Tuesday, November 22, 2005

A Very Special Thanksgiving Tradition

This Thanksgiving marks the 384th anniversary of the first Thanksgiving, held in 1621 by the surviving 50 colonists, who shared turkey and Libby’s canned cranberry sauce with Massasoit and a smattering of Wampanoag men. But have you heard the story of the lesser-recognized but equally celebrated anniversary of The Night Ken Craig Was Jailed and Freed From Jail? No? Well, grab a drumstick, loosen your belt, sit back, belch, and enjoy this Thanksgiving yarn seven years in the making.

It all began on a cold, windy night in Tonopah, Nevada. It’s not in the middle of nowhere, but you can see it from there. This is one of those forsaken towns that live on highway 95, stretching from Las Vegas to Reno. (Highway 95 Motto: If you think the land is ugly, you should see our brothel employees!)

Driving back to Las Vegas from a Thanksgiving weekend in Lake Tahoe, I was approaching Tonopah around midnight. I had driven this road before and was already quite familiar with the way this highway posted its speed limits. As you near any of the mini-mining towns along 95, it drops from 70 to 25 faster than the IQ points of an Arkansas native sucking helium out of a balloon. The speed limit in Tonopah is so low it actually requires you to turn your car off and push it through town. So when I was on the outskirts of Tonopah, and suddenly realized I would need to fill the gas tank in order to make it to the next town, I didn’t exactly accelerate after flipping a u-turn to head back to the Texaco.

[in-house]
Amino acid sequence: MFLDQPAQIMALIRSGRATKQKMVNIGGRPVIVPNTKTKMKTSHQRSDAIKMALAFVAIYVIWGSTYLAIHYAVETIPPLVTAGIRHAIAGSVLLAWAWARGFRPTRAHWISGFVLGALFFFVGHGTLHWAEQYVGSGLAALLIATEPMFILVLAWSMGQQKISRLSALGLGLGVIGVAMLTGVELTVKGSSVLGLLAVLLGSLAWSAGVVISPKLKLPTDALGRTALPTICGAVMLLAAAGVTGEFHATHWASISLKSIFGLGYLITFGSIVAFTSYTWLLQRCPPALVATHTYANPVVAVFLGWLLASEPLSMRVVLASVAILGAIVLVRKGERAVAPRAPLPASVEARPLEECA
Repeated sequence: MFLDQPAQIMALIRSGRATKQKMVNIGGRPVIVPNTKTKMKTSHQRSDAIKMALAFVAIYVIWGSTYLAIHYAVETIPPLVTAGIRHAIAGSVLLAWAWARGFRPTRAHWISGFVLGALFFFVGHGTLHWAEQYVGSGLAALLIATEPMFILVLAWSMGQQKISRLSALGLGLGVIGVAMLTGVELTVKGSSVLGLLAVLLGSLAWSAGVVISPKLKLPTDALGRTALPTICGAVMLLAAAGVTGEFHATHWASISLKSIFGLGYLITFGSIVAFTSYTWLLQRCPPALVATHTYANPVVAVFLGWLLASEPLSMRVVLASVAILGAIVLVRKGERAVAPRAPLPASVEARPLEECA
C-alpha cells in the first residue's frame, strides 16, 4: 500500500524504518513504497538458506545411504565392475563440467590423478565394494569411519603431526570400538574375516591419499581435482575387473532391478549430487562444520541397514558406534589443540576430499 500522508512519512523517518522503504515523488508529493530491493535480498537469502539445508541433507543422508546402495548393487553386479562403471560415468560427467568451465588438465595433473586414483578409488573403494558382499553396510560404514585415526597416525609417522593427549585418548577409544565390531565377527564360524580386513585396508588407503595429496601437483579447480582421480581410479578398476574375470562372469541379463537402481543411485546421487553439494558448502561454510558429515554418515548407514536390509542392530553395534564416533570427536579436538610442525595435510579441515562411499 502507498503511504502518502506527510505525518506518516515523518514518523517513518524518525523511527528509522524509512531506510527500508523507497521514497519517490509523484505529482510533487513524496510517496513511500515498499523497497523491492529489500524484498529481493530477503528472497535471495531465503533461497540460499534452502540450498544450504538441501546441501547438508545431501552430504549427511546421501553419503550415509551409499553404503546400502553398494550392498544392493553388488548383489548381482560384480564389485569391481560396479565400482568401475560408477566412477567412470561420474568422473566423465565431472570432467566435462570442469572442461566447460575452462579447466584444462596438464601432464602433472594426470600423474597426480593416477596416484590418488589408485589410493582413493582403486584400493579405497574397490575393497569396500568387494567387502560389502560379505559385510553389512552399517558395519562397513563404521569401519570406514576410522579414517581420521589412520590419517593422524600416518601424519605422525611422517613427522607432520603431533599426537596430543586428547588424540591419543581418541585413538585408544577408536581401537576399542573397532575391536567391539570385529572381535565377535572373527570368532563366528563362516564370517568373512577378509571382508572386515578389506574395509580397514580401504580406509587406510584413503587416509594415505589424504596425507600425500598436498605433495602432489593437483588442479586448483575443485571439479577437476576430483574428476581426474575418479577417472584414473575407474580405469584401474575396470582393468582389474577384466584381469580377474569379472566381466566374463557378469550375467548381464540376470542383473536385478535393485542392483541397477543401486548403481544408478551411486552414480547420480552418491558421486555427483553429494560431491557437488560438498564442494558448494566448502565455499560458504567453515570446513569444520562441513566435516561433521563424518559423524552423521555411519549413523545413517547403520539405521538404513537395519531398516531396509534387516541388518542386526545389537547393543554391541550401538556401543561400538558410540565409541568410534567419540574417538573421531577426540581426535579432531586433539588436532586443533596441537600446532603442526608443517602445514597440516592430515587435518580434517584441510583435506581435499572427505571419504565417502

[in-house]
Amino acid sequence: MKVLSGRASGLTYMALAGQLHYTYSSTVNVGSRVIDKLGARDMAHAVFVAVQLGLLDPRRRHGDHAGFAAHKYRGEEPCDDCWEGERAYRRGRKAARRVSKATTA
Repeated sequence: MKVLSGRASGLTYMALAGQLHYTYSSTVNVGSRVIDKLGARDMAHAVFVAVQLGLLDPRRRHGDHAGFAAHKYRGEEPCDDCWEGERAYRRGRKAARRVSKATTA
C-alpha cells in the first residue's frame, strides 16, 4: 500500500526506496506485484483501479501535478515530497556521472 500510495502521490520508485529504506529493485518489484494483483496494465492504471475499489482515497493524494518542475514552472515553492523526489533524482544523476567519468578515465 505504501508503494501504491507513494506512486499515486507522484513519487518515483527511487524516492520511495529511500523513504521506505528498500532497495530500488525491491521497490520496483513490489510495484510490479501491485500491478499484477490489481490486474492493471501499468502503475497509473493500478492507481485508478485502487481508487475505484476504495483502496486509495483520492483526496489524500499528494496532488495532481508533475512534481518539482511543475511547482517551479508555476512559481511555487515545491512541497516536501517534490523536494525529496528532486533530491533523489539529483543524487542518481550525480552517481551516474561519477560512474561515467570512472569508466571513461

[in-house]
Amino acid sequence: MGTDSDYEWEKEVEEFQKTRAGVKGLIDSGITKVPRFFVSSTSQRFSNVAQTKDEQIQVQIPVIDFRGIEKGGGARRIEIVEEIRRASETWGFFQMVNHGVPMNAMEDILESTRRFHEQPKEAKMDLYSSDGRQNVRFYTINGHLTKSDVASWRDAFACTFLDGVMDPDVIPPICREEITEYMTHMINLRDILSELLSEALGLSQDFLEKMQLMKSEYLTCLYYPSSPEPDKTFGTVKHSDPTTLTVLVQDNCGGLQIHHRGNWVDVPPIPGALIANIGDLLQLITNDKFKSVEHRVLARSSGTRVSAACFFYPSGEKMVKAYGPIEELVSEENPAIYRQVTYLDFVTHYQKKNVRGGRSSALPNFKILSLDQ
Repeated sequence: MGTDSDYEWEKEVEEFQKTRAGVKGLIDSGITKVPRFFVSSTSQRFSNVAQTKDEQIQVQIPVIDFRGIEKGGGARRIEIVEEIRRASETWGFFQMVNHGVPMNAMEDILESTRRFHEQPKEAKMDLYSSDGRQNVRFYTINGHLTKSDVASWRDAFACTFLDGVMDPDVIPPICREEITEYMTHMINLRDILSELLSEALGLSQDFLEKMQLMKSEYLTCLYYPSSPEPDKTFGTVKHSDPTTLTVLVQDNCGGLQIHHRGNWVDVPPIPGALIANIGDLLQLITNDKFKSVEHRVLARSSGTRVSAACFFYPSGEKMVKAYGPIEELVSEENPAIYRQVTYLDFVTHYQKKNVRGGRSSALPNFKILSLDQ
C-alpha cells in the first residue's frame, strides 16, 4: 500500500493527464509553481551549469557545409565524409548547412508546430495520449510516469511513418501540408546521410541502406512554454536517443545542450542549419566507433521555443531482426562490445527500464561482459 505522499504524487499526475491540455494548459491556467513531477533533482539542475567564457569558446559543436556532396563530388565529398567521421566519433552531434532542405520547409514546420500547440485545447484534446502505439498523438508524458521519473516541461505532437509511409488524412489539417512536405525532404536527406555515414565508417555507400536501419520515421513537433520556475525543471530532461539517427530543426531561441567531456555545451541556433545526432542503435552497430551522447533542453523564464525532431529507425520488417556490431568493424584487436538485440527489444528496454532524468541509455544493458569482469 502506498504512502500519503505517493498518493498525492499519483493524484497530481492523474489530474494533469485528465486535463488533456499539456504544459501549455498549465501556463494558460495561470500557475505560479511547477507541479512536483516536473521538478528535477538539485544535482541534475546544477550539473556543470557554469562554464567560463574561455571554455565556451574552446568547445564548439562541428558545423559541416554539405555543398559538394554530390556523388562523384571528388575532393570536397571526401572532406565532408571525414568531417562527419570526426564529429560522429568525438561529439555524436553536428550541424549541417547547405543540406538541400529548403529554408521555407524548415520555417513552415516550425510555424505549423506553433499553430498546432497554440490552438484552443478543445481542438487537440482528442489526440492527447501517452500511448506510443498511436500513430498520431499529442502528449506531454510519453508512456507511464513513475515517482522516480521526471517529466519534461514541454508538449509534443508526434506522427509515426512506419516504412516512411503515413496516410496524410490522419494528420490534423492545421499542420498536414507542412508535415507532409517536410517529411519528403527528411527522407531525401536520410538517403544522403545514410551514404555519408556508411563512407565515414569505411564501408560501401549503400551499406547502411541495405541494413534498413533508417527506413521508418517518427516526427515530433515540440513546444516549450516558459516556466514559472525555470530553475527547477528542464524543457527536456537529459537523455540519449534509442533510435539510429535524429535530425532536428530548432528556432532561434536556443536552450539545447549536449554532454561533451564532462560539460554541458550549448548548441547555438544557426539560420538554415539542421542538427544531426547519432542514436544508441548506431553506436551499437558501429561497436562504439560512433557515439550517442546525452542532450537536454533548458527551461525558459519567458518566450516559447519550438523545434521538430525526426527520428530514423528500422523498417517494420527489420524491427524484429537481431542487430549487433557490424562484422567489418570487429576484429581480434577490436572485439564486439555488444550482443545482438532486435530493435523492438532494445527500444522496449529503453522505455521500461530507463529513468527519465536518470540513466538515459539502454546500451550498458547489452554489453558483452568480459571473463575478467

Apparently I was having Katie push the car too fast, because a cop pulled me over, directly.

“You were going 60 miles per hour!”

“That’s impossible! I just barely turned the car around – I wouldn’t have even had enough time to pick up speed!”

The cop disappeared for about five minutes, then came back…

“Well…how fast do you think you were going?” Translation: I have no idea if you were speeding or not, but I’m bored, there are no doughnut shops in Tonopah, and I resent you for it.

I looked through the windshield and saw a 45 mph sign a few yards in front of us.

“40 mph.”

“I see.” He disappeared again. This time he sat in his car. And sat. And sat. And sat. And then a second patrol car pulled up. Now I was surrounded by both Tonopah patrol cars. Because I looked so dangerous, this officer had actually called for back up.

Sgt. Backup walked up to the window and asked to see Katie’s license. I asked him why he needed her license, since she wasn’t the one driving.

“Because your license is suspended – and if she can’t drive this car, we are going to impound it.”

“My license is not suspended. There’s an error somewhere.” The kind public official didn’t bother to make eye contact with me, he just snatched Katie’s license out of her hand.

Katie asked, “Are you sure it’s suspended, officer?” To which he wittily retorted, “Ma’am…I went to college!” Touché. I had my doubts about that, as well as if Tonopah Community College actually qualifies as any kind of center of higher learning.

“You guys heading into Vegas for a hot weekend?!”

“Uhm…we live there. We have a 15-month old, so our weekends aren’t that hot for the time being. And it’s Sunday night…the ‘weekend’ is over.”